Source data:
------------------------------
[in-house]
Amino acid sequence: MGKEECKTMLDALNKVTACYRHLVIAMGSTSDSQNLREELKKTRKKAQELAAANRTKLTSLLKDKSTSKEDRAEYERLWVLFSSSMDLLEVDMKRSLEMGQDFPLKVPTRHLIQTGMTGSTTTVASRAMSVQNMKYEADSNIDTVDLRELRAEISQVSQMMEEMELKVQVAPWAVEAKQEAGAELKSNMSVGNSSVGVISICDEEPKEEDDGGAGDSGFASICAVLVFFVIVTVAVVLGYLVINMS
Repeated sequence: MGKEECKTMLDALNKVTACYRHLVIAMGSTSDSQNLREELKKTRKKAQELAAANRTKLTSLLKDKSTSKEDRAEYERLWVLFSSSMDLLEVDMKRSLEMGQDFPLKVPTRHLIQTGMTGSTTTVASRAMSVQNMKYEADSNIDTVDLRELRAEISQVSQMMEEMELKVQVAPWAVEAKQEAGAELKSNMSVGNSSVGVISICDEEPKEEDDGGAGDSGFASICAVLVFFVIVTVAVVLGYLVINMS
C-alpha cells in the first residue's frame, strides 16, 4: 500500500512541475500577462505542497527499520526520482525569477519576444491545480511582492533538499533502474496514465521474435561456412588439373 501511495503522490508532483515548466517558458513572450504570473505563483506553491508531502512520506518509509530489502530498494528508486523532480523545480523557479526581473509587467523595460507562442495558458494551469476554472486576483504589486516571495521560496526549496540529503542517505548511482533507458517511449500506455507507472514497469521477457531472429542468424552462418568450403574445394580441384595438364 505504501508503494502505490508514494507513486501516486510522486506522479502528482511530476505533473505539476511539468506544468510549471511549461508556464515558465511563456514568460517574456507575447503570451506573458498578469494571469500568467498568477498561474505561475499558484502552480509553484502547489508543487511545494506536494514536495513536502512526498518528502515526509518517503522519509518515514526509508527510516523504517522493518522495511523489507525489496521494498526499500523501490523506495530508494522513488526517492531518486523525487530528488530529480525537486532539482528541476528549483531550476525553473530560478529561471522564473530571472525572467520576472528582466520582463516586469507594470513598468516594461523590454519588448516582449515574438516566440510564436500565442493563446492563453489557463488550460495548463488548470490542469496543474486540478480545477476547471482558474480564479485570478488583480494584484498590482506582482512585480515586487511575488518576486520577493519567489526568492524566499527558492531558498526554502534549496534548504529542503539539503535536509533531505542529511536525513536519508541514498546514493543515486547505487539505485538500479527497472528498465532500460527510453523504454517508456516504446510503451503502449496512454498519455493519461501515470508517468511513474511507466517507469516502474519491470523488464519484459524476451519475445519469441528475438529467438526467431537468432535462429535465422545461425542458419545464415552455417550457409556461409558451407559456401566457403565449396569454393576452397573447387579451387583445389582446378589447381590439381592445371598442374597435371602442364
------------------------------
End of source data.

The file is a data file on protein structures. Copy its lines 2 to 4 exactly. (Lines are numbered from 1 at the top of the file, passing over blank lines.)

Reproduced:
Amino acid sequence: MGKEECKTMLDALNKVTACYRHLVIAMGSTSDSQNLREELKKTRKKAQELAAANRTKLTSLLKDKSTSKEDRAEYERLWVLFSSSMDLLEVDMKRSLEMGQDFPLKVPTRHLIQTGMTGSTTTVASRAMSVQNMKYEADSNIDTVDLRELRAEISQVSQMMEEMELKVQVAPWAVEAKQEAGAELKSNMSVGNSSVGVISICDEEPKEEDDGGAGDSGFASICAVLVFFVIVTVAVVLGYLVINMS
Repeated sequence: MGKEECKTMLDALNKVTACYRHLVIAMGSTSDSQNLREELKKTRKKAQELAAANRTKLTSLLKDKSTSKEDRAEYERLWVLFSSSMDLLEVDMKRSLEMGQDFPLKVPTRHLIQTGMTGSTTTVASRAMSVQNMKYEADSNIDTVDLRELRAEISQVSQMMEEMELKVQVAPWAVEAKQEAGAELKSNMSVGNSSVGVISICDEEPKEEDDGGAGDSGFASICAVLVFFVIVTVAVVLGYLVINMS
C-alpha cells in the first residue's frame, strides 16, 4: 500500500512541475500577462505542497527499520526520482525569477519576444491545480511582492533538499533502474496514465521474435561456412588439373 501511495503522490508532483515548466517558458513572450504570473505563483506553491508531502512520506518509509530489502530498494528508486523532480523545480523557479526581473509587467523595460507562442495558458494551469476554472486576483504589486516571495521560496526549496540529503542517505548511482533507458517511449500506455507507472514497469521477457531472429542468424552462418568450403574445394580441384595438364 505504501508503494502505490508514494507513486501516486510522486506522479502528482511530476505533473505539476511539468506544468510549471511549461508556464515558465511563456514568460517574456507575447503570451506573458498578469494571469500568467498568477498561474505561475499558484502552480509553484502547489508543487511545494506536494514536495513536502512526498518528502515526509518517503522519509518515514526509508527510516523504517522493518522495511523489507525489496521494498526499500523501490523506495530508494522513488526517492531518486523525487530528488530529480525537486532539482528541476528549483531550476525553473530560478529561471522564473530571472525572467520576472528582466520582463516586469507594470513598468516594461523590454519588448516582449515574438516566440510564436500565442493563446492563453489557463488550460495548463488548470490542469496543474486540478480545477476547471482558474480564479485570478488583480494584484498590482506582482512585480515586487511575488518576486520577493519567489526568492524566499527558492531558498526554502534549496534548504529542503539539503535536509533531505542529511536525513536519508541514498546514493543515486547505487539505485538500479527497472528498465532500460527510453523504454517508456516504446510503451503502449496512454498519455493519461501515470508517468511513474511507466517507469516502474519491470523488464519484459524476451519475445519469441528475438529467438526467431537468432535462429535465422545461425542458419545464415552455417550457409556461409558451407559456401566457403565449396569454393576452397573447387579451387583445389582446378589447381590439381592445371598442374597435371602442364